Happy Mother's Day: Our Favorite Movie Moms
In celebration of Mother's Day today, , the TFS Staff have selected some of their favorite motherly performances from a myriad of genres, each of which would certainly make for an inspired viewing. These moms have the ability to make us feel laughter, suspense, warmth, or fright, and we have come to love them and the actresses who portrayed these characters.
Linda Hamilton as 'Sarah Connor' in Terminator 2: Judgment Day (1991)
Sarah Connor is one hell of a mom. Any other woman would break under the pressure of knowing her future son would become the leader of the human resistance against robot overlords, but what does Sarah do? After being given the information by the now dead, time traveling father of her child, she went full-on doomsday prepper, bulking up for the robo-apocalypse. Her son, John, may not have appreciated her dedication, but she did do it because of love. Sure, the fear of a nuclear holocaust may also be a factor, and her constant drive to kill all those involved who have a hand robot’s future dominion over man may but a divide between her and her son, but when it comes down to it, Sarah Connor is the mom you want in your corner.
- Marcelo Pico
Mia Farrow as 'Rosemary Woodhouse' in Rosemary's Baby (1968)
While I’d agree there are no “perfect” films, Polanski’s Rosemary’s Baby comes awfully damn close. Rosemary Woodhouse (Mia Farrow) for all appearances is your typical young married woman. That is, until Satan decides she’s the vessel for his spawn. What she thinks is a normal pregnancy is anything but. Her husband, Guy (John Cassavetes), pretty much sells his soul (and his wife’s body) to the devil in order to become a famous actor. Thrown in the wacky Satanists couple from next door (Ruth Gordon, Sidney Blackmer) along with Polanski almost oppressive, at times, direction and you’ve got yourself one hell of a scary film.
- Sarah Jane
Debbie Reynolds as 'Beatrice Henderson' in Mother (1996)
Co-written, starring, directed by Albert Brooks, Mother stars Debbie Reynolds and Brooks as mother and son. Brook’s plays John Henderson, a writer has gone through two failed marriages and is trying to find a solution to his relationship problems. The ‘brilliant’ plan he comes up with is moving in with his mother. What better way to solve his female troubles than to go directly to the source. Reynolds is perfectly cast as Brooks’ mother, they butt heads at the most mundane things — there are scenes involving the freshness of food that play out for longer than they should, but they work regardless thanks to their performances and the sharp script. In the end, John finds the answer to his riddle by doing something us with mothers close to use should try to do more often: understand her.
- Marcelo Pico
Tilda Swinton as 'Eva Khatchadourian' in We Need to Talk About Kevin (2011)
Does maternal love know no bounds? That's the question raised by Lynn Ramsay's 2011 thriller We Need To Talk About Kevin. Kevin (Ezra Miller) is a problem child to the extreme, he is manipulative and abusive to his mother, Eva (Tilda Swinton) from an early age and puts on a sweet face around his father and sister so that nobody will believe her. It's easy for us to hate Kevin, I think that what he does by the end of the movie is unforgivable, completely ruining his life, his mother's, and countless others. But what is amazing and totally beyond comprehension unless you've been there, is that, even after all he has done, Eva still accepts him as her child in the final scene, allowing him to cry in mommy's shoulder.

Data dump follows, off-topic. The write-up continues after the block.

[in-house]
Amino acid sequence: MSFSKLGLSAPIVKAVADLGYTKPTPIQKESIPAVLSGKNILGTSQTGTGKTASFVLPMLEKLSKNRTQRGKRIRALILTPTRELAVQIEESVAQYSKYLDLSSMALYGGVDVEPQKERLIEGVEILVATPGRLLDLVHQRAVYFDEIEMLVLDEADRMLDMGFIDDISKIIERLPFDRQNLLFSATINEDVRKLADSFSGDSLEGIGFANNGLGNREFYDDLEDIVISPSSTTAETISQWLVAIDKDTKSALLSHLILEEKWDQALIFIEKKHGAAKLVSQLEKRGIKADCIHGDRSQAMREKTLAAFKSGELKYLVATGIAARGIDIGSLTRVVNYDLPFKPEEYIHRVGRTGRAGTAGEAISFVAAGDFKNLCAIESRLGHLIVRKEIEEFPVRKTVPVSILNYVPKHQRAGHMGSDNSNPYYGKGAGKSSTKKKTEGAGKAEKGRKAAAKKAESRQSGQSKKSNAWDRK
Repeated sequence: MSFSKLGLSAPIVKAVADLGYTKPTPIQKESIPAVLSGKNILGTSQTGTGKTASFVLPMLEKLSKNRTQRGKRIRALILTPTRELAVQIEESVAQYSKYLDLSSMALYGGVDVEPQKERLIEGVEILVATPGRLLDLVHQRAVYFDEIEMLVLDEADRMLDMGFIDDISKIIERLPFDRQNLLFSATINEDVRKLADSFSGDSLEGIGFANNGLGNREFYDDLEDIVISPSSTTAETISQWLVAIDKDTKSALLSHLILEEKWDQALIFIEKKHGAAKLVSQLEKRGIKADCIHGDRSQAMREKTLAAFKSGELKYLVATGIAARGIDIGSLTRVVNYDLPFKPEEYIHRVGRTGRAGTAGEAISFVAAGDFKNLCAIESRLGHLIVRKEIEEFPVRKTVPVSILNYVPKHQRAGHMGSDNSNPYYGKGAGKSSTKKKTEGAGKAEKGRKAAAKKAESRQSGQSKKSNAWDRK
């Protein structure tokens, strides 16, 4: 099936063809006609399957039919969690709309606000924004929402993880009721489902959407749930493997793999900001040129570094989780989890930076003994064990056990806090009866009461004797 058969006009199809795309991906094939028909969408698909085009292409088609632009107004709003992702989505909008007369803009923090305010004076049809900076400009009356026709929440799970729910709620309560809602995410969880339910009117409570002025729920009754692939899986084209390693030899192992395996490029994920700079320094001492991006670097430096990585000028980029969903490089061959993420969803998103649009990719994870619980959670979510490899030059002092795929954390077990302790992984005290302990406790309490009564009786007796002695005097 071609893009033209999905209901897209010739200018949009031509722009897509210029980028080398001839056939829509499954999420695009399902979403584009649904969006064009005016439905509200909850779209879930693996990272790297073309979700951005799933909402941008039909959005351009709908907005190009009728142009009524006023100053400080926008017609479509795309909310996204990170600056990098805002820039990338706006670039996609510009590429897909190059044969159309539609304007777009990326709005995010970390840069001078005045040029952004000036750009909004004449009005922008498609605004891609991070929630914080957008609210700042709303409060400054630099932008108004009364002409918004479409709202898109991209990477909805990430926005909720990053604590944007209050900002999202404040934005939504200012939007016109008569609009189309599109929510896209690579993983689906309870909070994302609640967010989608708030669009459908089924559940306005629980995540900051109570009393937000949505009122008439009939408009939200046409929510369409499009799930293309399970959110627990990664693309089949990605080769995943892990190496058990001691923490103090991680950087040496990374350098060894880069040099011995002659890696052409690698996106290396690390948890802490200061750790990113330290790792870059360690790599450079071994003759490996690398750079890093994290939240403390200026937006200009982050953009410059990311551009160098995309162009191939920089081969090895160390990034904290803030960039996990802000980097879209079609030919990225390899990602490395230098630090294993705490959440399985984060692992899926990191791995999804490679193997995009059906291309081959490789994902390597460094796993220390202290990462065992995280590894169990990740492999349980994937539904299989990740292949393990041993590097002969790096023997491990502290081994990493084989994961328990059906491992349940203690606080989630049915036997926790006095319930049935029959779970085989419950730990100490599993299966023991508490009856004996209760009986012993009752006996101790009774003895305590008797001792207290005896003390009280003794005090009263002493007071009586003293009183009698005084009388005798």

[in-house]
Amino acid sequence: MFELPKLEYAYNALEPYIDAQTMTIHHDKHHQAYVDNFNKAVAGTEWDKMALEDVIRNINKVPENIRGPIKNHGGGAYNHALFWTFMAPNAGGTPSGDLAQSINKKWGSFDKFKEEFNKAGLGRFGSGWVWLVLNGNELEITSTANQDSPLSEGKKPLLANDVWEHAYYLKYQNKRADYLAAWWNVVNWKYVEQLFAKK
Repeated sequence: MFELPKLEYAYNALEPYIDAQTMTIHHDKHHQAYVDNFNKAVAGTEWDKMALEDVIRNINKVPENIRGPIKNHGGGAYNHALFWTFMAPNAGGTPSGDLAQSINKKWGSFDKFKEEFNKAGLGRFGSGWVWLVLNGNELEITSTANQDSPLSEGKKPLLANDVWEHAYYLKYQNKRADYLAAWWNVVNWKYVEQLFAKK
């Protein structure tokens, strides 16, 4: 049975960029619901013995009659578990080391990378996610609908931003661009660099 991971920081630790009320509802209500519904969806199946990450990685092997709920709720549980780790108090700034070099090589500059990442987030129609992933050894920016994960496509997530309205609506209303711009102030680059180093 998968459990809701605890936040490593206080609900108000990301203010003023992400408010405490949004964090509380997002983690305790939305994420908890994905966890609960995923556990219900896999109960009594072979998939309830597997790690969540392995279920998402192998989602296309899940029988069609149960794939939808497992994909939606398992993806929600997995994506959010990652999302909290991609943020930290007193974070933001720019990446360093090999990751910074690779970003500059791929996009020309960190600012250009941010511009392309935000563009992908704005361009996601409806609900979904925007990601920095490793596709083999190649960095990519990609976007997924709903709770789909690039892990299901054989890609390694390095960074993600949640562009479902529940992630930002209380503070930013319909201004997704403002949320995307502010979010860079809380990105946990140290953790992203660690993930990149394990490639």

- Marcus Irving
Anne Ramsey as 'Momma' in Throw Momma from the Train (1987)
“You're gonna be nothing. You're gonna be nothing. You'll never get to first base. All you do is type, type, type, type, type, type. You sit there typing all day like a fat little pigeon.”
Anne Ramsey is an absolute nightmare in Danny DeVito’s directorial debut, Throw Momma from the Train. Constantly belittling and abusing her adult son, Owen, played with a mousy demeanor by DeVito. Ramsey gives an all timer performance, embodying this truly despicable character, throwing out numerous one-liners while also bringing a pathos to the role that most actresses would likely ignore in pursuit of a cheap laugh. She was nominated for a Best Supporting Actress Oscar and rightly so, since without her I doubt the picture would be as memorable as it is.
- Matt Curione
Uma Thurman as 'The Bride/Beatrix Kiddo' in Kill Bill (2003-2004)
Uma Thurman embodies the ultimate mama bear in Quentin Tarantino’s two-part revenge epic Kill Bill. Nicknamed 'The Bride', she tears through her kill list with determination and ferocity. Uma Thurman offers the performance of her career in this film, giving her maternal rage a sadness and vulnerability. Kill Bill isn’t your typical Mother’s Day movie, but it does provide a thrilling story about the lengths a woman will go to for her child. The Bride is a killing machine in the first volume, and she slowly develops her humanity as she gets closer and closer to her goal. It’s a bravura performance of a textured character; The Bride is one memorable and marvelous mother.